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Spokane, Washington  Est. May 19, 1883
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100 years ago in Spokane: Flu hospital overwhelmed as nurses get ill

The flu was hitting the college army training corps particularly hard, the Spokane Daily Chronicle reported on Oct. 24, 1918. Washington State College had 155 cases, Gonzaga had 60 cases, and the University of Idaho had 48 cases. (Spokesman-Review archives)
The flu was hitting the college army training corps particularly hard, the Spokane Daily Chronicle reported on Oct. 24, 1918. Washington State College had 155 cases, Gonzaga had 60 cases, and the University of Idaho had 48 cases. (Spokesman-Review archives)

Spokane’s emergency Spanish flu hospital in the Lion Hotel was now crowded to capacity and “more nurses were needed at once.”

The nursing shortage was exacerbated by the fact that nurses themselves were contracting the disease. Several of the volunteer nurses at the hospital were now flu patients. The other nurses were “working 16 to 20 hours at a time.”

The health department issued a new order prohibiting all visiting of hospitals. The only exceptions were for patients in danger of death. Relatives and “spiritual advisers” were allowed to visit them.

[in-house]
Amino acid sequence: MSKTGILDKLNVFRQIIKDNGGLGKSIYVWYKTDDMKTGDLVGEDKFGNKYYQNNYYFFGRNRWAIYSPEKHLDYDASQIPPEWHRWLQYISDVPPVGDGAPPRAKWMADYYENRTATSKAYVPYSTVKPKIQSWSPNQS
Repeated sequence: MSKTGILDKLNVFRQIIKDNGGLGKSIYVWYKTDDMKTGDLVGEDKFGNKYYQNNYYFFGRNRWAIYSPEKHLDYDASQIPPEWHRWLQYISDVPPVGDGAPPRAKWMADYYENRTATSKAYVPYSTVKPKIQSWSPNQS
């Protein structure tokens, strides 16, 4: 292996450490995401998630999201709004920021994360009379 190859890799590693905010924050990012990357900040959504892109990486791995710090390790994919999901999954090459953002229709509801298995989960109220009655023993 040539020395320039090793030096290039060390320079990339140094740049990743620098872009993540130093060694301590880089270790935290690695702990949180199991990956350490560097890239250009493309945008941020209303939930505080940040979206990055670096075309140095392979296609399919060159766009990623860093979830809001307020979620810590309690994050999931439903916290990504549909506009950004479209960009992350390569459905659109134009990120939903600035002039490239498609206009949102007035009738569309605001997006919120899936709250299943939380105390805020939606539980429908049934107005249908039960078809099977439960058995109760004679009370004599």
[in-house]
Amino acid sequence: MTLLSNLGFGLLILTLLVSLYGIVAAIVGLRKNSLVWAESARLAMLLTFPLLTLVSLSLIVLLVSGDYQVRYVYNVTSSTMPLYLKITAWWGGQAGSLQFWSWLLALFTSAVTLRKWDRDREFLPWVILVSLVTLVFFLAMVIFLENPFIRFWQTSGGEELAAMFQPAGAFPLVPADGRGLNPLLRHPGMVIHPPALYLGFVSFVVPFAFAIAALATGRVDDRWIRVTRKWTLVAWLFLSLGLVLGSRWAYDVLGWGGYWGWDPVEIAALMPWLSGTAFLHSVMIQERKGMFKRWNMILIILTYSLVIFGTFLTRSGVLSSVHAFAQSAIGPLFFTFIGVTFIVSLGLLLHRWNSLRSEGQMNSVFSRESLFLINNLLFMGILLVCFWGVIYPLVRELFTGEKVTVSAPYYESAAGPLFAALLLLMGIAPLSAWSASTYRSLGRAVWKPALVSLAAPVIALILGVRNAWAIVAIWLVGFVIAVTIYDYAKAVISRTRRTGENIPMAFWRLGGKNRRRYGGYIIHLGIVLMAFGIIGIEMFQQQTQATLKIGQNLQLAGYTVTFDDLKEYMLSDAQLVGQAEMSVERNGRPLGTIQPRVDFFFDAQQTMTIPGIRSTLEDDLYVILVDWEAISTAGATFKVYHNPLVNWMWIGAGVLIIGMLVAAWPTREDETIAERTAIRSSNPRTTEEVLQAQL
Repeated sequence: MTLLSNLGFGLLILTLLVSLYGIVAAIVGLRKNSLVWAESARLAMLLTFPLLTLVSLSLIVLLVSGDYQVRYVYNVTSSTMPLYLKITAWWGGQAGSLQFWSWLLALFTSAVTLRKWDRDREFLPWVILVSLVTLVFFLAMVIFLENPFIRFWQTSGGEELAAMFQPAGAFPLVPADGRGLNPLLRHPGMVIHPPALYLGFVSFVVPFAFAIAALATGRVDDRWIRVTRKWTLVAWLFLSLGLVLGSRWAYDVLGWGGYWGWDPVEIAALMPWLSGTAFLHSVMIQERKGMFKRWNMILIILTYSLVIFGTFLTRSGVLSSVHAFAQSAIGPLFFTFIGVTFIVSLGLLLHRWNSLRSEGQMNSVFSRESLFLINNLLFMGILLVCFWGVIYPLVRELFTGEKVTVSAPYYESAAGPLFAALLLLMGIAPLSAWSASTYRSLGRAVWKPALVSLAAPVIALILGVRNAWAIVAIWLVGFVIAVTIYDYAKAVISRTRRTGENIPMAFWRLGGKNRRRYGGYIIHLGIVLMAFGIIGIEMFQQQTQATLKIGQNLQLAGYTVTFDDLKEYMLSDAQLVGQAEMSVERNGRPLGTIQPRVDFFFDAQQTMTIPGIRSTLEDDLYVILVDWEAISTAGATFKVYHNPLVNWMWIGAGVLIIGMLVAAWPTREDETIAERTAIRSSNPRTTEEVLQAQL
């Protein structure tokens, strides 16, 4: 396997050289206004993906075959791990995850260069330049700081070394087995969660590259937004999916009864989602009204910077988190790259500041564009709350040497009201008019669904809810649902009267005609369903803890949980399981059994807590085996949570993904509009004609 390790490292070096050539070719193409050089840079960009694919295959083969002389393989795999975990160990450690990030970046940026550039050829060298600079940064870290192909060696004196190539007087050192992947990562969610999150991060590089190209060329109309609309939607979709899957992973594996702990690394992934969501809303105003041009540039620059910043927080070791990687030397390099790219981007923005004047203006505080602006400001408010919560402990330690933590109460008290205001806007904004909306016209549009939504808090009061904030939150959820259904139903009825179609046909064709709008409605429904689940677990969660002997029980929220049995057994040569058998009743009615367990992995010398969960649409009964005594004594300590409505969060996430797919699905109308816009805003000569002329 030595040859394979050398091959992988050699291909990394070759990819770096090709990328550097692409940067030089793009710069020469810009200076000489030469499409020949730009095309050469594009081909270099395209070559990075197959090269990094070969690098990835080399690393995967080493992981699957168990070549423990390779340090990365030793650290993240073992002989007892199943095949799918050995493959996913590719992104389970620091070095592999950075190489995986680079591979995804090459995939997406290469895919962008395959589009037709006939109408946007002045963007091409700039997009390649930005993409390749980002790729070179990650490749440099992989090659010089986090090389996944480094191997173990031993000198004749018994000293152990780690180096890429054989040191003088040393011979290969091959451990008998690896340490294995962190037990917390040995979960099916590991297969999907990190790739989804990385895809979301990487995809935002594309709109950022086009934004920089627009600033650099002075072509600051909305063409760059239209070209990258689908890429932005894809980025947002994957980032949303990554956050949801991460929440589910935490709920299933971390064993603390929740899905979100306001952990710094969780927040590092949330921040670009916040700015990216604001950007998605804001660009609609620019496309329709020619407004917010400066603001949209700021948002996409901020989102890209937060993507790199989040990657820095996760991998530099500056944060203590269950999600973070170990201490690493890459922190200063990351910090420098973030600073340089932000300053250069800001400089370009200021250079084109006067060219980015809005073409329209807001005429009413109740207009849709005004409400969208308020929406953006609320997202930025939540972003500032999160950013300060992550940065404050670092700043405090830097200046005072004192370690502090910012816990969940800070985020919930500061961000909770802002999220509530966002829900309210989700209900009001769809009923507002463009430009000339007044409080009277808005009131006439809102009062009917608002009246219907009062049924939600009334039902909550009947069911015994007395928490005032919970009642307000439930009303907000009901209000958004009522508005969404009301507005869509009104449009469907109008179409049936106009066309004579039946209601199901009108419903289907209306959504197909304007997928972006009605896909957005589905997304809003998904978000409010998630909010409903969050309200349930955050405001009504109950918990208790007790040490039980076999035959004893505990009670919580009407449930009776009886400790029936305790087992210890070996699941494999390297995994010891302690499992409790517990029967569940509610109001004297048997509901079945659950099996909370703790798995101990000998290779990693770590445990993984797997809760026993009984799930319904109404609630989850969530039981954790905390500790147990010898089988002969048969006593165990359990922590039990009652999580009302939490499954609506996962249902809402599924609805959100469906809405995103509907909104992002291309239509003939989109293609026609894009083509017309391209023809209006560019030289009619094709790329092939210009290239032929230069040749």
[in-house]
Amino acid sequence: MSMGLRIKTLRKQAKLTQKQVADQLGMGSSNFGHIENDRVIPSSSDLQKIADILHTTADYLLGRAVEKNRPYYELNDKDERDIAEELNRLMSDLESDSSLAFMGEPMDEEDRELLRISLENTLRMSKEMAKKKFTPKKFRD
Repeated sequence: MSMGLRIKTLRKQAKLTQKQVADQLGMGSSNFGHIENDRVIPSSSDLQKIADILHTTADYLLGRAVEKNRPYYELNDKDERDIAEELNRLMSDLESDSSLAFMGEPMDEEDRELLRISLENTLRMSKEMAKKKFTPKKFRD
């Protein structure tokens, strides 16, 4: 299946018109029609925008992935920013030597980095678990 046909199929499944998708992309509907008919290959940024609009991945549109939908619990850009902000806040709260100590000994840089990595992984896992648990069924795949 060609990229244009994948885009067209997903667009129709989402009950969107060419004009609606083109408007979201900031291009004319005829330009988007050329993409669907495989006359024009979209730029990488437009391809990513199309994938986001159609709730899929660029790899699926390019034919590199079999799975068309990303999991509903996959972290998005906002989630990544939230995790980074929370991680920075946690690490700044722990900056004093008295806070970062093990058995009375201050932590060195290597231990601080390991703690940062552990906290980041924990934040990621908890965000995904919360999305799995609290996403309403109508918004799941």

The flu was hitting the college Army training corps particularly hard. Washington State College had 155 cases, Gonzaga had 60 cases and the University of Idaho had 48 cases.

The Army trainees at Normal School at Cheney (today’s Eastern Washington University) had somehow escaped the epidemic. The commanding officer said it was because “just as soon as a boy shows up with a cold, off to the hospital he goes – we take absolutely no chances and in that way we have kept free from the influenza.”

With all public gatherings banned, the Spokane Daily Chronicle said newspapers were more important than ever. “Spokane just now is back a couple of centuries in the way of getting word to the people … except for the newspapers.”

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